Unlike in the days of the Cold War, today’s new tech-fueled Gray War is primarily fought with dual-use technologies developed by private companies for civilian purposes. The reason has to do with the inverse relationship between the degree of destructiveness of a technology and its rational usability. For example, as Hans Morgenthau pointed out, a nation armed with nothing but high-yield nuclear weapons has no military means to impose its will on another country aside from threatening it with total destruction. Now compare that with commercial civilian dual-use technologies like artificial intelligence, 5G, and drones that can carry out high-impact attacks against an adversary in a way that is often far harder to attribute than attacks carried out with conventional weapons.
The result of these new technologies is that an aggressor often has the ability to deny its involvement in an attack and reduce the risks of costly retaliation. In other words, it’s because they’re effective and far less risky for aggressors that commercial dual-use technologies have become highly usable forms of weapons. Governments can deploy them for the daily conduct of strategic affairs in a way that doesn’t trigger a significant cost to themselves or their population. And that’s exactly why we’re seeing them doing it. I call this the “usability-destructiveness paradox” of modern warfare.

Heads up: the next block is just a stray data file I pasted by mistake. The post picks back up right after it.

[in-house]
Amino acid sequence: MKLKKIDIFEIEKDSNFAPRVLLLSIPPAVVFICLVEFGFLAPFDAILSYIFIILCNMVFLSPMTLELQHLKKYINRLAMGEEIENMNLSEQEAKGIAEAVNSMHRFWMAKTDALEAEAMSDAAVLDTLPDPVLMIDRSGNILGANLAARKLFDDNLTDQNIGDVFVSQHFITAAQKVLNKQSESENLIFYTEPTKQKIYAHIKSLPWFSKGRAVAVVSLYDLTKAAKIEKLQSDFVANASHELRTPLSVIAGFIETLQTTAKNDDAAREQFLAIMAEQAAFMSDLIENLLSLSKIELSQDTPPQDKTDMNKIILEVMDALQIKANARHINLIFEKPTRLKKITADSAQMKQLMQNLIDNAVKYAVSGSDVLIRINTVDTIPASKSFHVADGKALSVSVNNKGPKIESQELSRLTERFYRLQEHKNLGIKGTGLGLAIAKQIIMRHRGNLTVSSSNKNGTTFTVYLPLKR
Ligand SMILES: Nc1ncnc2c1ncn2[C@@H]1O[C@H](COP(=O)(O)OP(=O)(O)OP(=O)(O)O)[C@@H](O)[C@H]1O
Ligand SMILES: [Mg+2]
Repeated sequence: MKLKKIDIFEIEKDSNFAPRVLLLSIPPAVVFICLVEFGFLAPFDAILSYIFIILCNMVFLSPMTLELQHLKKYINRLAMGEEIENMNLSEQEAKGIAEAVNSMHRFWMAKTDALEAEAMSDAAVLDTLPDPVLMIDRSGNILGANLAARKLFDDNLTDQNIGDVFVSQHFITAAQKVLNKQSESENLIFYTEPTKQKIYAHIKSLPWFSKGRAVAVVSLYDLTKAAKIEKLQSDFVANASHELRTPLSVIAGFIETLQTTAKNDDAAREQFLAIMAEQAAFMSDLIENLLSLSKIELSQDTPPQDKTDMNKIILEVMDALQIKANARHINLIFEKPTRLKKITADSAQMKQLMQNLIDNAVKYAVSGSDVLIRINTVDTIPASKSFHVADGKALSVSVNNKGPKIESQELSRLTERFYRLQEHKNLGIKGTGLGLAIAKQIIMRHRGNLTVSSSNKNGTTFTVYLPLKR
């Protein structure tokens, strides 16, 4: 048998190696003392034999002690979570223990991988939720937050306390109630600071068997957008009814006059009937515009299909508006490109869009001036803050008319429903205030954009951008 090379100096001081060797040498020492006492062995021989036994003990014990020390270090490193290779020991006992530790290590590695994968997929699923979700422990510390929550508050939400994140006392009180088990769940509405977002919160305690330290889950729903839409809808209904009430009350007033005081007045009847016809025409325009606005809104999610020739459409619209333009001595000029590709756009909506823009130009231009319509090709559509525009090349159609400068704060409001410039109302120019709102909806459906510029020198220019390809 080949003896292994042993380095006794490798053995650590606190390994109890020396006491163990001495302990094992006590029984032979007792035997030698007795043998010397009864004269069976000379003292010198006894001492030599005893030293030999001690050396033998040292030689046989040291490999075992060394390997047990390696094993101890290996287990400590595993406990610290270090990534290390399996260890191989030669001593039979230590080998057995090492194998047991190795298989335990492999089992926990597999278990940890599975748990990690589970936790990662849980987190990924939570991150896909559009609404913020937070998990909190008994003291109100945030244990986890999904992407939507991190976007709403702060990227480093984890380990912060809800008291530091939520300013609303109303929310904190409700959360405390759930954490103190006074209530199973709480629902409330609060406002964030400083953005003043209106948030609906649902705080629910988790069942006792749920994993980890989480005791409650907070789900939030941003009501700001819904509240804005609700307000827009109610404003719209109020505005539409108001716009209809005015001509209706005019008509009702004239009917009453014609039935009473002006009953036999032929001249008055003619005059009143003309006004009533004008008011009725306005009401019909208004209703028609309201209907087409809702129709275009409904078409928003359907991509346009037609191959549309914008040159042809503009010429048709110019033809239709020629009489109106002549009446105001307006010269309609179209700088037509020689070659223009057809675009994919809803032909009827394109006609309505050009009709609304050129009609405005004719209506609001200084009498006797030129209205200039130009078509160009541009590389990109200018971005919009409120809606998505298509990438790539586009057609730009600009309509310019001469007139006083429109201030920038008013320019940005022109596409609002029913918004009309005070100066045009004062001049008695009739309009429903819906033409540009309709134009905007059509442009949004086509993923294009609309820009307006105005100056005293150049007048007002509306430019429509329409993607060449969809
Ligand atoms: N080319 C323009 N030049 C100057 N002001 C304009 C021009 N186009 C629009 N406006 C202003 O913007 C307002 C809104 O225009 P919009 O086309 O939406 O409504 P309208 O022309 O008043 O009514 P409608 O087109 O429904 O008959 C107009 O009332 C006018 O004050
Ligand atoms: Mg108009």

3. The face of censorship has fundamentally changed.
In the era of newsfeeds, modern-day censorship is no longer simply about whether information is in or out—it’s about whether it’s up or down. Autocrats distort what internet users see in their feeds by using two broad tactics: firehosing and information laundering.
“Modern-day censorship is no longer simply about whether information is in or out—it’s about whether it’s up or down.”
Firehosing entails artificially pumping so much information onto the internet around a particular topic that it drowns out everything else published on that topic. In doing so, autocrats can artificially suppress content written by others, and the content that autocrats don’t like becomes harder to see and access by everyday internet users.
Information laundering is when an autocratic government publishes and artificially amplifies stories to the detriment of other content around the same subject. This tactic usually aims to exploit online virality in order to bring fringe narratives into more mainstream forums.
Both methods amount to different ways of artificially distorting the information that internet users can see, resulting in the suppression of one type of content and the promotion of another. This marks a fundamentally new and different censorship paradigm than the old paradigm of simply blocking or banning access to information.